Autumn wouldn’t be complete without pumpkins at our house. This year, Pete’s vegetable garden was designed to need as little attention as possible. That meant the majority of it was devoted to just two things: tomatoes and pumpkins.
Last year, a pumpkin shortage put the kibosh on a lot of people’s plans for baking. Pete’s crop wasn’t particularly exceptional either, as a rainier than normal season resulted in less than ideal product from our little patch and throughout the nation. Other years, his pumpkins have literally been snowed upon! It’s a testament to the hardy pumpkin’s adaptability to survive these variable conditions.
This year, though, over the last several weeks, the house has been filled with the spicy aroma of baking pumpkin, softening it up to turn into pies and other delicious goodies. Aside from Pete’s award-winning pie recipe which I will never stop promoting, my other personal favorite is pumpkin gnocchi. Pete serves his version with maple syrup topping. Incredible!
I found recipes for pumpkin gnocchi, including some that get pretty fancy:
While most pumpkin recipes call for canned pumpkin puree that you purchase in the store, there is a world of difference when you make it yourself. Even if you don’t have your own garden, we encourage you to consider purchasing pie pumpkins (the smaller ones you see at the store in the produce section) or larger ones that you might think were just suitable for carving. Then, go ahead and process the pumpkin yourself. It tastes so much better!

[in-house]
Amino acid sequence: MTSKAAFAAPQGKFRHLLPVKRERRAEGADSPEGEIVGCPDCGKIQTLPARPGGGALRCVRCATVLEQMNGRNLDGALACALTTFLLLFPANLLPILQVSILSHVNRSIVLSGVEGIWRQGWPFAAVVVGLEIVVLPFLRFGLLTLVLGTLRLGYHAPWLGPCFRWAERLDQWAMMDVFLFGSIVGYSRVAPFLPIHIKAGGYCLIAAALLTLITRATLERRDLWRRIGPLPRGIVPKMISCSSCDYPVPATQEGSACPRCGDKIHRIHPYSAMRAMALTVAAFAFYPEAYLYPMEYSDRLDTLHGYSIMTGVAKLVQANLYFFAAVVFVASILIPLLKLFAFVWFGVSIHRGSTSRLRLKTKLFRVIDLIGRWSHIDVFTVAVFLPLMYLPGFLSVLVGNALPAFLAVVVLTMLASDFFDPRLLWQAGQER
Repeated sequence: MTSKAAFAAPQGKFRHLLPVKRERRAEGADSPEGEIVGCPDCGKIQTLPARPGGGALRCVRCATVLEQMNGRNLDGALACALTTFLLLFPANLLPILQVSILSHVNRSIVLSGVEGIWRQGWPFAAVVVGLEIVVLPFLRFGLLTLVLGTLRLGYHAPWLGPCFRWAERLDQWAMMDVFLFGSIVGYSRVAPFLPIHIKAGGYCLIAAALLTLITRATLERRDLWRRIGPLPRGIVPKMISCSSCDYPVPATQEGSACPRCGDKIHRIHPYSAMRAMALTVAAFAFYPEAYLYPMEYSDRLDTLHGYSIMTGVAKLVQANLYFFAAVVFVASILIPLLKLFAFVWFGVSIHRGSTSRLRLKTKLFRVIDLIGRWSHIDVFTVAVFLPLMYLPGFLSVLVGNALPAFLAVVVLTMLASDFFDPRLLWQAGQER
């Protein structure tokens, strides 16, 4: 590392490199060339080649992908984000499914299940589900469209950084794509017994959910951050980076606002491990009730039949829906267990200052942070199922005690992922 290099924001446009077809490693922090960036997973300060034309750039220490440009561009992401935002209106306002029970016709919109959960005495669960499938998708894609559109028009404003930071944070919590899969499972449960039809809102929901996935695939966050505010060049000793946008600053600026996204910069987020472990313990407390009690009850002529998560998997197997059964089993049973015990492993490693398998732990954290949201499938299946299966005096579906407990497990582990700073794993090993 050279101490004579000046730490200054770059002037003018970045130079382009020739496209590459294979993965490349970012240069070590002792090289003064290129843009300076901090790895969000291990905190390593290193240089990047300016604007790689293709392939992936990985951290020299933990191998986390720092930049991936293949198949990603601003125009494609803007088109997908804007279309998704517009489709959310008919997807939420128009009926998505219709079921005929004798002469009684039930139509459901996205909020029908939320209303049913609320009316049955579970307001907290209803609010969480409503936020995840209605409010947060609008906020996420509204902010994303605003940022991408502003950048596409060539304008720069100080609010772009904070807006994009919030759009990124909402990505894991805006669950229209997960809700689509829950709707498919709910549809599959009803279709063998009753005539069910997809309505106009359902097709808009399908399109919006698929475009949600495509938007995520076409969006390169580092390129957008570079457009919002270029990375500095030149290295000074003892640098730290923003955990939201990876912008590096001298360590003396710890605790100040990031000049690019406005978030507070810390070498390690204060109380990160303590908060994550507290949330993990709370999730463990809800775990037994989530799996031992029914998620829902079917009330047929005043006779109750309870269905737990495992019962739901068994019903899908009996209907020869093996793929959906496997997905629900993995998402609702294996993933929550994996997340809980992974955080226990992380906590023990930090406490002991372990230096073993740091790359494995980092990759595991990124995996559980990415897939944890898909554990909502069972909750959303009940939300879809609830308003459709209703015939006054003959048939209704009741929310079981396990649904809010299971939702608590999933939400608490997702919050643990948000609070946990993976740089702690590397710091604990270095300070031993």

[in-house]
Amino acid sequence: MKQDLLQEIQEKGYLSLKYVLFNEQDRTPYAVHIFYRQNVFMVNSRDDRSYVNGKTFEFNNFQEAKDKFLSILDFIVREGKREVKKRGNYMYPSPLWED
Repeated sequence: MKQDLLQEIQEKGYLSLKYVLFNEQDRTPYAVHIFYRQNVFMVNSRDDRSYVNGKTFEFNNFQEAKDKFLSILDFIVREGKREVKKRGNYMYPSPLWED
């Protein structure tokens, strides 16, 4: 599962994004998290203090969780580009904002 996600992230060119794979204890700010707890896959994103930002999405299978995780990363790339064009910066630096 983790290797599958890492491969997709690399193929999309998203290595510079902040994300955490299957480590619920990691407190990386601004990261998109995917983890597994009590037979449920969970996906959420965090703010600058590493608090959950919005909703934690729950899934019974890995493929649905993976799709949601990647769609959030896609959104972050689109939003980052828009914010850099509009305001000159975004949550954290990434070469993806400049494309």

It’s easy to get one large pumpkin processed on a cookie sheet in your oven. Click here for Pete’s instructions on how to do it.
When we visited farm country several weeks ago, the Barten Pumpkin Farm was part of the tour. Claiming not to be “your ordinary pumpkin patch,” the Barten farm boasted over 6,000 pumpkins, all displayed in their yard for the event. Eighteen years ago, the Barten clan switched from selling sweet corn by the roadside to specializing in pumpkins.
Their display is impressive! They use a variety of props, including haybales, broom corn, corn shocks and decorative gourds, to enhance their vignettes and complement the orange headliner. When we arrived there was a veritable sea of pumpkins assembled under the protective branches of a pine grove along the Barten driveway. Lots of activities were underway with the kiddies in mind. Pete and I decided just to wander around and take photos.
Pumpkins were a happy gift from the New World to the Old. The University of Illinois Extension informs us, “Native Americans dried strips of pumpkin and wove them into mats. They also roasted long strips of pumpkin on the open fire and ate them. The origin of pumpkin pie occurred when the colonists sliced off the pumpkin top, removed the seeds, and filled the insides with milk, spices and honey. The pumpkin was then baked in hot ashes.”
Pumpkins are surging in popularity as a superfood. Medicinal uses for parts of the pumpkin have ranged from treatment for prostate ailments, snake bite remedies and to reduce the appearance of freckles.